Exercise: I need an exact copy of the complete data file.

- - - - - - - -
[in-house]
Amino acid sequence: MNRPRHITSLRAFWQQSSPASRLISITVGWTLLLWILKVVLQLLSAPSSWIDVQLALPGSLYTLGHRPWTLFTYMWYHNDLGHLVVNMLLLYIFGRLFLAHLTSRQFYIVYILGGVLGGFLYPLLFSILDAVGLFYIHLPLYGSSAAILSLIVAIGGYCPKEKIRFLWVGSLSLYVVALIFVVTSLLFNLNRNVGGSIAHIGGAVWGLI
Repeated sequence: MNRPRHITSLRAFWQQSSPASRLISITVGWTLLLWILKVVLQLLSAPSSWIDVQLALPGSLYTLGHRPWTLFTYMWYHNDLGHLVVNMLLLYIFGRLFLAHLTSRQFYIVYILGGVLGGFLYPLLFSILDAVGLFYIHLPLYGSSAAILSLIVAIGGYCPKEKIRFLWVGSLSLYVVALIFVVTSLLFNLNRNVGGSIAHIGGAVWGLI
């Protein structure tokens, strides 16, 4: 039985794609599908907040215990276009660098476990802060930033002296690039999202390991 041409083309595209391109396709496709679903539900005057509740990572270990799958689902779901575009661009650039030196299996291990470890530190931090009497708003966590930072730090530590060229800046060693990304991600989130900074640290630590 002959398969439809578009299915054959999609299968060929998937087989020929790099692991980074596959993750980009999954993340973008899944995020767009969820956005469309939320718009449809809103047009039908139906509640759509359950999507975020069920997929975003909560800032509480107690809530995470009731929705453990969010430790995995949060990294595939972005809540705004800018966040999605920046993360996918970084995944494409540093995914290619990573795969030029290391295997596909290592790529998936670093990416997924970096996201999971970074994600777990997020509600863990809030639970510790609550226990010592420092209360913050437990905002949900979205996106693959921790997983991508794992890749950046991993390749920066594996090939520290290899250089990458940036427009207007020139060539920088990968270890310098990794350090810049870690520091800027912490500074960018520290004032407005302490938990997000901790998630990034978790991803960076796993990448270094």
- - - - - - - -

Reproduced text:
[in-house]
Amino acid sequence: MNRPRHITSLRAFWQQSSPASRLISITVGWTLLLWILKVVLQLLSAPSSWIDVQLALPGSLYTLGHRPWTLFTYMWYHNDLGHLVVNMLLLYIFGRLFLAHLTSRQFYIVYILGGVLGGFLYPLLFSILDAVGLFYIHLPLYGSSAAILSLIVAIGGYCPKEKIRFLWVGSLSLYVVALIFVVTSLLFNLNRNVGGSIAHIGGAVWGLI
Repeated sequence: MNRPRHITSLRAFWQQSSPASRLISITVGWTLLLWILKVVLQLLSAPSSWIDVQLALPGSLYTLGHRPWTLFTYMWYHNDLGHLVVNMLLLYIFGRLFLAHLTSRQFYIVYILGGVLGGFLYPLLFSILDAVGLFYIHLPLYGSSAAILSLIVAIGGYCPKEKIRFLWVGSLSLYVVALIFVVTSLLFNLNRNVGGSIAHIGGAVWGLI
């Protein structure tokens, strides 16, 4: 039985794609599908907040215990276009660098476990802060930033002296690039999202390991 041409083309595209391109396709496709679903539900005057509740990572270990799958689902779901575009661009650039030196299996291990470890530190931090009497708003966590930072730090530590060229800046060693990304991600989130900074640290630590 002959398969439809578009299915054959999609299968060929998937087989020929790099692991980074596959993750980009999954993340973008899944995020767009969820956005469309939320718009449809809103047009039908139906509640759509359950999507975020069920997929975003909560800032509480107690809530995470009731929705453990969010430790995995949060990294595939972005809540705004800018966040999605920046993360996918970084995944494409540093995914290619990573795969030029290391295997596909290592790529998936670093990416997924970096996201999971970074994600777990997020509600863990809030639970510790609550226990010592420092209360913050437990905002949900979205996106693959921790997983991508794992890749950046991993390749920066594996090939520290290899250089990458940036427009207007020139060539920088990968270890310098990794350090810049870690520091800027912490500074960018520290004032407005302490938990997000901790998630990034978790991803960076796993990448270094």